From Way, Way Back in Your Reading Life

Gandalfer

Favorite Books: LOTR, Diplomat of Uram, Mistborn
Joined
May 3, 2020
Messages
17
Location
Toronto
H. G. Wells last month. Now let me tell you, that guy was much more than War of the Worlds. The Island of Dr. Moreau shocked me even more now than when I was a teenager.
 

BAYLOR

There Are Always new Things to Learn.
Joined
Jun 29, 2014
Messages
18,143
Wells was an amazing storyteller.

One the very best. William hope Hodgson'S The House on the Borderland with its time travel sequence is almost a homage of sorts to The Time Machine
 
Last edited:

BAYLOR

There Are Always new Things to Learn.
Joined
Jun 29, 2014
Messages
18,143
H. G. Wells last month. Now let me tell you, that guy was much more than War of the Worlds. The Island of Dr. Moreau shocked me even more now than when I was a teenager.

There is trilogy of novels you might want to check out

1. Map of the Sky
2. Map of Time
3 . Map Chaos
all three books by Felix Palma

The Martian War by Kevin J. Anderson
War of the Worlds Global Dispatches edited by Kevin J Anderson
The Massacre of Mankind by Stephen Baxter
Morlock Night by K W Jeter
The Time Ships by Stephen Baxter.

Film
War of the Worlds Goliath. And animated steam punk sequel to War of the Worlds
 
Last edited:

Gandalfer

Favorite Books: LOTR, Diplomat of Uram, Mistborn
Joined
May 3, 2020
Messages
17
Location
Toronto
The film
There is trilogy of novels you might want to check out

1. Map of the Sky
2. Map of Time
3 . Map Chaos
all three books by Felix Palma

The Martian War by Kevin J. Anderson
War of the Worlds Global Dispatches edited by Kevin J Anderson
The Massacre of Mankind by Stephen Baxter
Morlock Night by K W Jeter
The Time Ships by Stephen Baxter.

Film
War of the Worlds Goliath. And animated steam punk sequel to War of the World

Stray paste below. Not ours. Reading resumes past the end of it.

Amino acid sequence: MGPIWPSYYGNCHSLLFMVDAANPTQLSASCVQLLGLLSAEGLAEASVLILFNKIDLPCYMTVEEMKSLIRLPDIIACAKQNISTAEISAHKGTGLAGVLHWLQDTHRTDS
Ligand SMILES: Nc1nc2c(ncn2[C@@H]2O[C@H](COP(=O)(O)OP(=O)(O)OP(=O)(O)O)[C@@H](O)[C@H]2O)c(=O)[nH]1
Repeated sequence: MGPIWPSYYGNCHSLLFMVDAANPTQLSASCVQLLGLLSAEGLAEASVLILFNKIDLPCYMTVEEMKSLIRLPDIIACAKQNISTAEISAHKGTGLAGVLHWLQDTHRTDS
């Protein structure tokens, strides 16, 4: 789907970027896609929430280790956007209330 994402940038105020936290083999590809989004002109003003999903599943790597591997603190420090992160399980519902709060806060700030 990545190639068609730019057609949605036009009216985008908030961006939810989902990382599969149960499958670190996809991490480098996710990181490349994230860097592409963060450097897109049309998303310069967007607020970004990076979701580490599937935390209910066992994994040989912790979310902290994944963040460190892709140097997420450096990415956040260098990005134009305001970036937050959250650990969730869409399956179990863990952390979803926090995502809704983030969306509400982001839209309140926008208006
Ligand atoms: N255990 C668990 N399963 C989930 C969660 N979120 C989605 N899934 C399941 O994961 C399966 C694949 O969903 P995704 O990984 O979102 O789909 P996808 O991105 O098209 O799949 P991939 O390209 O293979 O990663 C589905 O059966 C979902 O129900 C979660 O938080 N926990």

The film looks cool! I will check it out. Thanks!
 

BAYLOR

There Are Always new Things to Learn.
Joined
Jun 29, 2014
Messages
18,143
The film


The film looks cool! I will check it out. Thanks!

There is another book suggestion I would to make . The Star Rover by Jack London . It's the story of straitjacket death row in mate who divers he can astral project himself into his past lives at will. Its unlike all his other books and it's great book. :cool: It largely unknown to most readers, ot could be called his only fantasy novel. This is a a bookI recommend to everyone . You can find online its entirety on project Gutenberg. :)
 

Astro Pen

Write now.
Supporter
Joined
Jan 24, 2020
Messages
849
Location
Wales UK
E.F Russell Men Martians and Machines
First read it when I was about 12 and it was a good fit. Sort of Dan Dare meets gung ho Heinlein.

Rereading, (not something I do much, I'd rather discover new writers), it was so one dimensional and of its time. If you just want a good old fashioned quasi military space romp without getting in the least bit bogged down with any philosophical thoughts then jump aboard the Upskadaska City with it's mixed Human / Martian crew. Never a dull moment.
 

Gandalfer

Favorite Books: LOTR, Diplomat of Uram, Mistborn
Joined
May 3, 2020
Messages
17
Location
Toronto
There is another book suggestion I would to make . The Star Rover by Jack London . It's the story of straitjacket death row in mate who divers he can astral project himself into his past lives at will. Its unlike all his other books and it's great book. :cool: It largely unknown to most readers, ot could be called his only fantasy novel. This is a a bookI recommend to everyone . You can find online its entirety on project Gutenberg. :)

Jack London has a fantasy book!!! :D I had no idea, and I own several of his books. Great suggestion!
 

BAYLOR

There Are Always new Things to Learn.
Joined
Jun 29, 2014
Messages
18,143
Jack London has a fantasy book!!! :D I had no idea, and I own several of his books. Great suggestion!